THURSDAY QUOTE

1070054_10200735745330610_1021864119_n“There a few important ramifications that flow from understanding the kingdom of God as his redemptive rule. For one thing, understanding that the kingdom is a dynamic, relational word rather than a geographic one keeps us from thinking that ‘extending the kingdom of God’ is the right way to describe planting trees or delivering hot meals to the homeless.

“Sometimes people talk as if by renovating a city park or turning a housing slum into affordable, livable apartments, we are extending God’s reign over that park or that neighborhood. We’re bringing ‘order from chaos,’ someone might say, and therefore expanding the kingdom.

But as we’ve seen, the kingdom isn’t geographical. Rather it is defined relationally and dynamically; it exists where knees and hearts bow to the King and submit to him. And therefore you cannot ‘expand the kingdom’ by bringing peace and order and justice to a certain area of the world.

Good deeds are good, but they don’t broaden the borders of the kingdom. The only way the kingdom of God – the redemptive rule of God – is extended is when he brings another sinner to renounce sin and self-righteousness and bow his knee to King Jesus.”

What Is The Mission Of The Church? (Kevin DeYoung, Greg Gilbert; p. 121)

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THOUGHTS?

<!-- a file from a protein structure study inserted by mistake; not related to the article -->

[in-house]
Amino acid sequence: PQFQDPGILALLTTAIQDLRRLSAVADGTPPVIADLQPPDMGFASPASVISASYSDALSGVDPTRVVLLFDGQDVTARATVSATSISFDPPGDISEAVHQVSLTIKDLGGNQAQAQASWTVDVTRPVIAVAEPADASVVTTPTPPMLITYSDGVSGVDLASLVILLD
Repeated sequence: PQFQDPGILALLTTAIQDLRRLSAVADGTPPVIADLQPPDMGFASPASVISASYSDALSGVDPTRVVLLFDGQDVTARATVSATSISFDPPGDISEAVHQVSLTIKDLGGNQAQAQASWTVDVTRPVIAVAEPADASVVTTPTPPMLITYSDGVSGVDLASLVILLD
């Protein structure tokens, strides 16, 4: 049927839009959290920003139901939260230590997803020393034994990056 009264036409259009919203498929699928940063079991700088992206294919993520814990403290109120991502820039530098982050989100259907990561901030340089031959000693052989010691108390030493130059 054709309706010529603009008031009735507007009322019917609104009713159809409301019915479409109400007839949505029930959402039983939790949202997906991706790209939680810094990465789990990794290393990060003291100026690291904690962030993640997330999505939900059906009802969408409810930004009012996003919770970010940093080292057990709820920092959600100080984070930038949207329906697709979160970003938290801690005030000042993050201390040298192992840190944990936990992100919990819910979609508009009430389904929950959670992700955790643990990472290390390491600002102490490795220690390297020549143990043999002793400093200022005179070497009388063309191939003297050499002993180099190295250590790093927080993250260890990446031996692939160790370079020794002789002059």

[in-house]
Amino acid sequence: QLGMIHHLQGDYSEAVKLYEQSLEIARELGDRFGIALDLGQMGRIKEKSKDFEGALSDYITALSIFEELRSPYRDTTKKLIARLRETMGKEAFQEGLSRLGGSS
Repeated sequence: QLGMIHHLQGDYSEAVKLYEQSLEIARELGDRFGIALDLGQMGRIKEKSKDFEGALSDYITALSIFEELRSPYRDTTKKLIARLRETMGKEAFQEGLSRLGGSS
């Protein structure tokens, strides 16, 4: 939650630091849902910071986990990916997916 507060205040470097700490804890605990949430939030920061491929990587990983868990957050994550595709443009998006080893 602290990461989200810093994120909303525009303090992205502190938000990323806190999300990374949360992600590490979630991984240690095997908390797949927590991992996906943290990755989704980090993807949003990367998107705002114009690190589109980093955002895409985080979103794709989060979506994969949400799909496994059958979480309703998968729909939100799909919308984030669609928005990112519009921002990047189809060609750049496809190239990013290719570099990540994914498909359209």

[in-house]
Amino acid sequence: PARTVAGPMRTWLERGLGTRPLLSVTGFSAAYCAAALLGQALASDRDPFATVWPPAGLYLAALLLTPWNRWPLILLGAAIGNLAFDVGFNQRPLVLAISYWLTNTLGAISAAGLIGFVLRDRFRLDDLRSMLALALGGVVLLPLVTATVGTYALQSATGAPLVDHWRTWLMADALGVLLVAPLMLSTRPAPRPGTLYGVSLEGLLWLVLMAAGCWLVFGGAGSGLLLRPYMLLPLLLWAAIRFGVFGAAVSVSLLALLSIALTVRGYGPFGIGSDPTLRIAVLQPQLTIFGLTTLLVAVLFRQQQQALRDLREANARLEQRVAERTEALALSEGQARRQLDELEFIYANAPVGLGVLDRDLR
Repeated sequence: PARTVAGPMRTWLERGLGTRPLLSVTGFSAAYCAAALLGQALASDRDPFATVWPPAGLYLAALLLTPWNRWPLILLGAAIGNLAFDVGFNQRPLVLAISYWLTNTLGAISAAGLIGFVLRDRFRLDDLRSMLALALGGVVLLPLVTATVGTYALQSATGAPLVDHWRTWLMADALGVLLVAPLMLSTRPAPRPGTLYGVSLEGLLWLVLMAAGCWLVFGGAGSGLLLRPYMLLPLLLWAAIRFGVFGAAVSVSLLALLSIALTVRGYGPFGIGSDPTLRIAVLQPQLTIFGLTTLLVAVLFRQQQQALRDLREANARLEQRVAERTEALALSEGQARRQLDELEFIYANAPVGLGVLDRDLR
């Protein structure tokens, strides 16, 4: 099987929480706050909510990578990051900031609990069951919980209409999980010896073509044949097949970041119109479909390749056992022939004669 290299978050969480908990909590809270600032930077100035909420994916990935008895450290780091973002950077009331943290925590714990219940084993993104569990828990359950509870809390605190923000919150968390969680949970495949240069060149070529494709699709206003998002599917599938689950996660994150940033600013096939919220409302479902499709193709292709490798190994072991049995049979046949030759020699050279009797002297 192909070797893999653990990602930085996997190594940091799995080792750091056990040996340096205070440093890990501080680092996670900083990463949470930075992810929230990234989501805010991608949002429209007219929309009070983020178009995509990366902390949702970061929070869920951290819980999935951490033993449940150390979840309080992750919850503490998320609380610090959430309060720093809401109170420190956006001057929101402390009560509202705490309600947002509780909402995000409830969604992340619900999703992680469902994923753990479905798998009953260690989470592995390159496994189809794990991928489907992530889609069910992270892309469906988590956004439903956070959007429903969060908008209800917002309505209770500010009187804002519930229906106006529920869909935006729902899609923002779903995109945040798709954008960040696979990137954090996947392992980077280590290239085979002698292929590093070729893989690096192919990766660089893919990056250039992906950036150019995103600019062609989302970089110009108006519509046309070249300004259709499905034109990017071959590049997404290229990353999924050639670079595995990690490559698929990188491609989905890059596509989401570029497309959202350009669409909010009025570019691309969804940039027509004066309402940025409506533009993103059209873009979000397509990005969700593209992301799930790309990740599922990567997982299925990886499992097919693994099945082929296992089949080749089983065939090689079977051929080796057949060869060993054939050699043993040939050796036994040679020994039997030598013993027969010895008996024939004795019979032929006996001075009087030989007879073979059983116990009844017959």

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One comment

  1. johnnydrummer

    I know what they’re trying to correct, but they’re wrong, the Kingdom (I prefer “Empire”) is very much geographical, though It transcends geography. Jesus, the Emperor, says “All authority in Heaven and Earth has been given to Me.” Daniel sees the Stone grow to fill the Earth. The kingdoms of the Earth have become the Kingdom of our Lord and of His Christ. Etc.

    Social Gospel Postmllennialism (which is the liberal variety) errs in thinking the Kingdom is spread by good works, but good works are also evidence of the spread of the Kingdom, which is Biblical Postmillennialism.

    Of course this is achieved through conversion, but denying the this-world dimension of the Kingdom smacks too much of “Two Kingdoms” hooey for me.

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